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Wild Laughter, Noise and thoughtless Joy,
By vain Prosperity receiv'd,
Wisdom, in sable garb array'd,
With Justice, to herself severe ;
Oh! gently on thy suppliant's head,
With screaming Horror's funeral cry,
Thy form benign, Oh, Goddess ! wear;
To soften, not to wound my heart.
Exact my own defects to scan; What others are, to feel; and know myself a man.
XIV.-The Passions.-- An Ode. -COLLINS. WHEN Music, heavenly Maid ! was young, While yet in early Greece she sung, The Passions oft, to hear her shell, Throng'd around her magic cell; Exulting, trembring, raging, fainting, Possess'd beyond the Muse's painting. By turns they felt the glowing mind Disturb'd, delighted, rais'd, refin'd ; Till once, 'tis said, when all were fir'd, Fillid with fury, rapt, inspiród, From the supporting myrtles round,
They snatch'd her instruments of sound;
Amid the chords bewilder'd laid;
E'en at the sound himself had made.
In lightnings own'd his secret stings,
And swept with hurried hand the strings.
Low sullen sounds his grief beguild;
'Twas sad by fits, by starts 'twas wild. But thou, O hope! with eyes so fair,
What was thy delighted measure !
Still it whisper'd, promis'd pleasure,
And from the rocks, the woods, the vale,
And where her sweetest theme she chose,
A soft responsive voice was heard at every close;
Revenge impatient rose.
And with a withering look,
And ever and anon, he beat
The doubling drum with furious heat:
Dejected Pity at his side,
Her soul subduing voice applied, Yet still be kept his wild unalter'd mien, [head. While each strain'd ball of sight-seem'd bursting froin his Thy numbers, Jealousy, to nought were fix'd;
Sad proof of thy distressful state; or differing themes the veering song was mix'd : And, now it courted Love; now, raving, call'd on Hate.
With eyes upraisid, as one inspir'd
In notes, by distance made more sweet,
And dashing soft from rocks around,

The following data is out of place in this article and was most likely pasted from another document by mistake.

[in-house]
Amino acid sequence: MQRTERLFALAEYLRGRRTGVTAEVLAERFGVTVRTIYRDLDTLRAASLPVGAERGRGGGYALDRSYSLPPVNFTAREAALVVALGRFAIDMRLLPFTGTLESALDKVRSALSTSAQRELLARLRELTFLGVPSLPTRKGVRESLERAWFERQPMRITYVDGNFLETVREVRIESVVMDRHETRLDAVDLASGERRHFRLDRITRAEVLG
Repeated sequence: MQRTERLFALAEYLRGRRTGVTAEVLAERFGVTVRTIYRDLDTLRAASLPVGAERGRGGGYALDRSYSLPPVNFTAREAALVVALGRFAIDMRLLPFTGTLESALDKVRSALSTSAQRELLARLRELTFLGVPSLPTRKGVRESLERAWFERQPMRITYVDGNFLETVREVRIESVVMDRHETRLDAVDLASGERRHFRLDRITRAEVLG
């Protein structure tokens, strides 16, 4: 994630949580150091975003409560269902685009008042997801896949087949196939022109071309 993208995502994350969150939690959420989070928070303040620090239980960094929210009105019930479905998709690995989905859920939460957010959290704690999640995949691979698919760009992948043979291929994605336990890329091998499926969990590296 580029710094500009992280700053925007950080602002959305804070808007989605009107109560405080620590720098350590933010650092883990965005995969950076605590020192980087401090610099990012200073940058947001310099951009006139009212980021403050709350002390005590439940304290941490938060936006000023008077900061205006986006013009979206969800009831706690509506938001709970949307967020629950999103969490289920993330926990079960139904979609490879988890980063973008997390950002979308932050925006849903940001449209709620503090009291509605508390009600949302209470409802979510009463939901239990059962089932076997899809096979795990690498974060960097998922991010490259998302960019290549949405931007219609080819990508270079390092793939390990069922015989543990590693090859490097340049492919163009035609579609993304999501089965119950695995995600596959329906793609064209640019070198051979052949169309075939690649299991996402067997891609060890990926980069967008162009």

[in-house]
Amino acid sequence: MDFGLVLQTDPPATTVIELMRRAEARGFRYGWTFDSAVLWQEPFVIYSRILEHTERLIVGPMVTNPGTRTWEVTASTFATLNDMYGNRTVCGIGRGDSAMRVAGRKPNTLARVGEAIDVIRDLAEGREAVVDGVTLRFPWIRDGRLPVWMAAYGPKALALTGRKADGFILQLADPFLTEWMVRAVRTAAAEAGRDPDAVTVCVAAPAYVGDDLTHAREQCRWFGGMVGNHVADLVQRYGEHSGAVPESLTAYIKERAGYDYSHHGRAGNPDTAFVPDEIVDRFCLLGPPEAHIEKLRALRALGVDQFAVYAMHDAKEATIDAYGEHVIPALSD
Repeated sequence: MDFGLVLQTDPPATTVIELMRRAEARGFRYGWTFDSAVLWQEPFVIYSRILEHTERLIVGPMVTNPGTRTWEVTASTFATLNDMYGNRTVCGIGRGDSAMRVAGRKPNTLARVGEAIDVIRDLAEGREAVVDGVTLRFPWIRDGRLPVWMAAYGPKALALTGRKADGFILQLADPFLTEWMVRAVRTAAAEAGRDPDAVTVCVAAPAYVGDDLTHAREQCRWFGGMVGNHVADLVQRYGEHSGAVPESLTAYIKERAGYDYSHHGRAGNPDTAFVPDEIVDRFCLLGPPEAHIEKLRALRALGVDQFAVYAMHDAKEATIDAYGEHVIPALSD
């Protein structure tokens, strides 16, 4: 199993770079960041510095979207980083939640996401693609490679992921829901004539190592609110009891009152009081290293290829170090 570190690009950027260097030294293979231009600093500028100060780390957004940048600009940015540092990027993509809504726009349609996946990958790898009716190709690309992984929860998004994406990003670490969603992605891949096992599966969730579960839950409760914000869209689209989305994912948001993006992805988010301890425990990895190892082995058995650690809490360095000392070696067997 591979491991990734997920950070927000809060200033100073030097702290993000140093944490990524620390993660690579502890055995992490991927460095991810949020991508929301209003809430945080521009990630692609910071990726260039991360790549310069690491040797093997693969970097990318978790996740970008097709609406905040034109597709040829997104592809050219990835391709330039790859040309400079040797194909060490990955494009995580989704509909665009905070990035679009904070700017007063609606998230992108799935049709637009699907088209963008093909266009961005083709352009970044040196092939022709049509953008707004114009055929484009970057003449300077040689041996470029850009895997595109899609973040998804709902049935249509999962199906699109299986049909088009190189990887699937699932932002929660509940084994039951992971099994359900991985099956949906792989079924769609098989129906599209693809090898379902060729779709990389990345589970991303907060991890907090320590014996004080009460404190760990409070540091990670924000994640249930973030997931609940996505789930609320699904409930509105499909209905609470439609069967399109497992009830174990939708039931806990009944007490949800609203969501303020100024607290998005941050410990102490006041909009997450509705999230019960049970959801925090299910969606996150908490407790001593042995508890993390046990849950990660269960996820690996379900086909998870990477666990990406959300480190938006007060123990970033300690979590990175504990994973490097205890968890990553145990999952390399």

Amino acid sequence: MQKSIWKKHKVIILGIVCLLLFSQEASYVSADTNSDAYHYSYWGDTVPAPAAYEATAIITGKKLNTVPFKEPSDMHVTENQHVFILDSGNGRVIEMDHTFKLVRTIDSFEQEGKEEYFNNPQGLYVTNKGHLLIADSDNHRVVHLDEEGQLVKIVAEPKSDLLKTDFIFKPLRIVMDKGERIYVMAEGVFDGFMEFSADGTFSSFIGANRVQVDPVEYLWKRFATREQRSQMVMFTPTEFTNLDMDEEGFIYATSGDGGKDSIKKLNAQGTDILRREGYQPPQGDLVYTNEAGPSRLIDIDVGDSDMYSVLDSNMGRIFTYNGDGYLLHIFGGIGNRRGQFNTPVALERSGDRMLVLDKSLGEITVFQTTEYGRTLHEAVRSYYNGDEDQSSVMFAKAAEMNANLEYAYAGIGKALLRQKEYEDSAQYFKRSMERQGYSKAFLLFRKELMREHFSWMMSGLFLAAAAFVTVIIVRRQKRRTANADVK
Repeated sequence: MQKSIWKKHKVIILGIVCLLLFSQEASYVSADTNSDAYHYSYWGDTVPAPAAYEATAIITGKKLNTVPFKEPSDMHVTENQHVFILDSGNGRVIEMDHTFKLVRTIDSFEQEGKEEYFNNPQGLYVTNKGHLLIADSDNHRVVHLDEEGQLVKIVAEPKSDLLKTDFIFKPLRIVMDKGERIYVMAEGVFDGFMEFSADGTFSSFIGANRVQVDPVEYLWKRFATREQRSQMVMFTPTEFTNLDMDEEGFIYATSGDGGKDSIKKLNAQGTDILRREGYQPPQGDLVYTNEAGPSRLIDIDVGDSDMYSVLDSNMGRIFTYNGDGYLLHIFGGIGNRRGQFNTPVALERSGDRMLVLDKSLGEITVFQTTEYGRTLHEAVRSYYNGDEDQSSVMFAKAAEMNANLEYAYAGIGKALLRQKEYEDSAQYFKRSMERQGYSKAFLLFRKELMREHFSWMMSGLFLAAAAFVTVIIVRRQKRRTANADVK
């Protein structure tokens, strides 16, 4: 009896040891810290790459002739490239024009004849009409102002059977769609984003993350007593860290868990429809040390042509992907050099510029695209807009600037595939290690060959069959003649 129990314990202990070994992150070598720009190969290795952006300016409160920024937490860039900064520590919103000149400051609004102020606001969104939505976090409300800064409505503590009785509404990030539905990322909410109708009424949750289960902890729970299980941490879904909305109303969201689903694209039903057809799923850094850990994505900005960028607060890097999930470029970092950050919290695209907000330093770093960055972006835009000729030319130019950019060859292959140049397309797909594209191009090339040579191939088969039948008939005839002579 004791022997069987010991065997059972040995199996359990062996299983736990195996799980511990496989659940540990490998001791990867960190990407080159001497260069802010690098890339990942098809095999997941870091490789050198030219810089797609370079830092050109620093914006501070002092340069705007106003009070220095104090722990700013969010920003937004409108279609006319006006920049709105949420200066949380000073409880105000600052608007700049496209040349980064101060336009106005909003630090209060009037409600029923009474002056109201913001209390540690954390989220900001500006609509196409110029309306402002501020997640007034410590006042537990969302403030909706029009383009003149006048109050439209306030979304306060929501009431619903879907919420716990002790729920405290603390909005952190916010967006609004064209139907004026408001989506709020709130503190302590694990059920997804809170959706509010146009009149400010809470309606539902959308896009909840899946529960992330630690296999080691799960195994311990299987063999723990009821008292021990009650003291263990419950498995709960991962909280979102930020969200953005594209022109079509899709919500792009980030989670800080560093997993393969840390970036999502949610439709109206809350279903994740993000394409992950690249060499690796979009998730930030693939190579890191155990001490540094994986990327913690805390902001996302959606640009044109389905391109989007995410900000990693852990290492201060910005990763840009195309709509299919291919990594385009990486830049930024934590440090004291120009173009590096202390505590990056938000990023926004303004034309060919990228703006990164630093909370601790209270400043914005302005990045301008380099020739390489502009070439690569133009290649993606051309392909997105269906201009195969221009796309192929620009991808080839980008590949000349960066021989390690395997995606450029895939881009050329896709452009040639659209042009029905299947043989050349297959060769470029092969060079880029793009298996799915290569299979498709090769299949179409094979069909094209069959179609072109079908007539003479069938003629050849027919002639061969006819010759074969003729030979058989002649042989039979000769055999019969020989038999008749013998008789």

Bubbling runnels join'd the sound;
(Round an holy calm diffusing,
In hollow murmurs died away.
Her bow across her shoulder flung,
Her buskins gemm'd with morning dew, Blew an inspiring air, that dale and thicket rung,
The hunter's call, to Faun and Dryad known; The oak crown'd sisters, and their chaste ey'd Queen,
Satyrs and sylvan Boys were seen,
Brown exercise rejoicéd to hear;
Last came Joy's ecstatic trial,
He, with viny crown advancing,
But soon he saw the brisk awakening viol;
They would have thought, who heard the strain,
Amidst the festal sounding shades,
Love framíd with Mirth a gay fantastic round,
And he, amidst his frolic play,
1.-Milton's Lamentation for the Loss of his Sight.
HAIL, holy light! offspring of heaven firstborn! Or, of th' Eternal, coeternal beam! May I express thee unblam'd? Since God is light, And never, but in unapproached light Dwelt from eternity-dwelt then in thee, Bright effluence of bright essence increate. Or hear'st thou rather, pure etherial stream, Whose fountain who shall tell ? Before the sun, Before the heavens thou wert, and at the voice Of God, as with a mantle did invest The rising world of waters dark and deep, Won from the void and formless infinite. Thee I revisit now with bolder wing, Escap'd the Stygian pool, though long detain'd In that obscure sojourn ; while in my flight, Through utter, and through middle darkness borne, With other notes, than, to the Orphean lyre, I sung, of Chaos and éternal Night; Taught by the heavenly muse to venture down The dark descent, and up to reascend, Though hard and rare. Thee I revisit safe, And feel thy sovereign vital lamp-but thou Revisitest not these eyes, that roll in vain To find thy piercing ray, and find no dawn ; So thick a drop serene hath quench'd their orbs, Or dim suffusion veil'd. Yet not the more Cease I to wander where the Muses baunt, Clear spring, or shady grove, or sunny hill, Sinit with the love of sacred song-but chief Thee, Zion, and the flowery brooks beneath, That wash thy hollow'd feet, and warbling flow, Nightly I visit-nor sometimes forget Those other two, equallid with me in fate, So were I equall'd with them in renown, Blind Thamyris, ånd blind Måonides; And Tiresias, and Phineus, prophets old :
Then ferd on thoughts, that voluntary move
II.-L'Allegro, or the Merry Man.-Milton.
In Stygian cave forlorn,
Find out some uncouth cell,
And the night raven sings ;
As ragged as thy locks,
But come, thou goddess fair and free,